My rating reflects the fact that I don't like the characters and I especially hated the anti-Semitic theme with regards to Cohn. But I will not dispute that it is a valuable book and it is written well. I think if anyone were searching for a novel that shows the fruits of pursuing a life of selfishness, depravity and above all drunkenness (I'm not entirely sure the characters were ever sober), this would be it. But don't expect to find characters you can empathize with, because they simply aren't here.more
I have looked forward for many years to reading another Hemingway novel. I loved A Farewell to Arms and the characters of Frederick Henry and Catherine Barkley have stayed with me for many years. With the understanding that The Sun Also Rises is considered by many to be Hemingway's finest work, I dove in hoping to be as enthralled as I was with AFTA. And so, because I was not, I wonder if I'm judging TSAR somewhat unfairly. But I cannot escape that fundamentally this book is about celebrating the flaws in characters and commending them for being selfish and hateful. This was simply something I did not enjoy. I rate this with three stars because the plot is good (once you get past the first section, which is essentially only to lay the groundwork for the rest of the novel) and because the characters are unforgettable. But they are unforgettable for very different reasons than Lieutenant Henry and his beloved nurse Barkley; they are unforgettable because they are, quite simply, immature and indecent people.

Perhaps I'm being too harsh here. I did enjoy Hemingway's simple style, and the descriptions of the festival at Pamplona are excellent, particularly of the bull fighting towards the end. But at the end of the day, what we have here are men who drink too much, who hate other men because they all desire the same woman, and that one woman is selfish, superficial and someone who uses men only for her ends. I found it very difficult to sympathize with any of them. Robert Cohn may very well be a petty man who is egotistical, but the characters constantly demean him not for these negative qualities but for his Jewish ethnicity. Michael Campbell is a drunken gentlemen prone to fits of rage and rants, but no one stands up to him and calls him out on it. Jake Barnes stands at the center of all of this, and while he seems to have more redeeming qualities than the rest, he also goes along with the childish antics of his friends and engages in foul behavior even when he is aware of its foulness. He is anti-Semitic towards Cohn like all the others and cannot find the inner strength to tear himself away from the poison that is Lady Brett Ashley. Brett Ashley is possibly the worst offender of them all, as she consistently does damage to everyone around her, seems to be aware of this damage, and simply chooses to ignore it as it does not serve her own selfish ends. If there was anything redeeming of the way these characters carry on, it is this: none of them, perhaps save Ashley, get what they want in the end.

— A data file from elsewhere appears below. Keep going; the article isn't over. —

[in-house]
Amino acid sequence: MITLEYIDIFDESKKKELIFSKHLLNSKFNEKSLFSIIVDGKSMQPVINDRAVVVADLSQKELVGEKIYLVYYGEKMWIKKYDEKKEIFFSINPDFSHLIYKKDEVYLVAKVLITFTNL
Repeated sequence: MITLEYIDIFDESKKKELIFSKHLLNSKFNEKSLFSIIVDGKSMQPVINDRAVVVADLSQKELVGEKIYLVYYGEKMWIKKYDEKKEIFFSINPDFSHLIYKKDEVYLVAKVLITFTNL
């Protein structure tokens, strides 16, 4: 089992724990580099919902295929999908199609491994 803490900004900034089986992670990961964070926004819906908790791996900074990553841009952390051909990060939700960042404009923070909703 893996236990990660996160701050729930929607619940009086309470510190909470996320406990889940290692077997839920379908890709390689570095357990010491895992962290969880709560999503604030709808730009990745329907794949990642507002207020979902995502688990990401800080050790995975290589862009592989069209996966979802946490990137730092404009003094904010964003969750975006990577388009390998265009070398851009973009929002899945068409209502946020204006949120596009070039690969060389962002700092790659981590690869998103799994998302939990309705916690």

My rating reflects the fact that I don't like the characters and I especially hated the anti-Semitic theme with regards to Cohn. But I will not dispute that it is a valuable book and it is written well. I think if anyone were searching for a novel that shows the fruits of pursuing a life of selfishness, depravity and above all drunkenness (I'm not entirely sure the characters were ever sober), this would be it. But don't expect to find characters you can empathize with, because they simply aren't here.more
Doing a re-read of the novel for the Seasonal Reading Challenge (Fall 2009). I loved this book when I studied it in high school, so it will be interesting to see if I feel the same way about it now.more
The whole novel I kept thinking about what kind of novel would the Robert Cohn novel be. Like, we were watching those bit players get drunk. And, really, devoting an entire novel to these rich (well, minus Mike OF COURSE) expats was a little boring at times. All I could think was, how crazy is it that we're not even getting the whole story because these narrators are all so drunk and high that most of the time they are secluding in their own little world and can barely see past their own noses. I bet if we heard from Cohn (don't even get me started on how tired I was getting about hearing about Jews and black people and all of the other insanely offensive terms and stereotypes Hemingway uses) we would see a much more honest account of all that was going on. I wish we could have that novel, too.more
The whole novel I kept thinking about what kind of novel would the Robert Cohn novel be. Like, we were watching those bit players get drunk. And, really, devoting an entire novel to these rich (well, minus Mike OF COURSE) expats was a little boring at times. All I could think was, how crazy is it that we're not even getting the whole story because these narrators are all so drunk and high that most of the time they are secluding in their own little world and can barely see past their own noses. I bet if we heard from Cohn (don't even get me started on how tired I was getting about hearing about Jews and black people and all of the other insanely offensive terms and stereotypes Hemingway uses) we would see a much more honest account of all that was going on. I wish we could have that novel, too.more
Audiobook reread 12/2011. I listened to this while driving back and forth to work with the rest of the working stiffs. It is a good book, and I enjoyed it a great deal. It is a sad and funny book. A sad, funny book. And I enjoyed it a great deal.more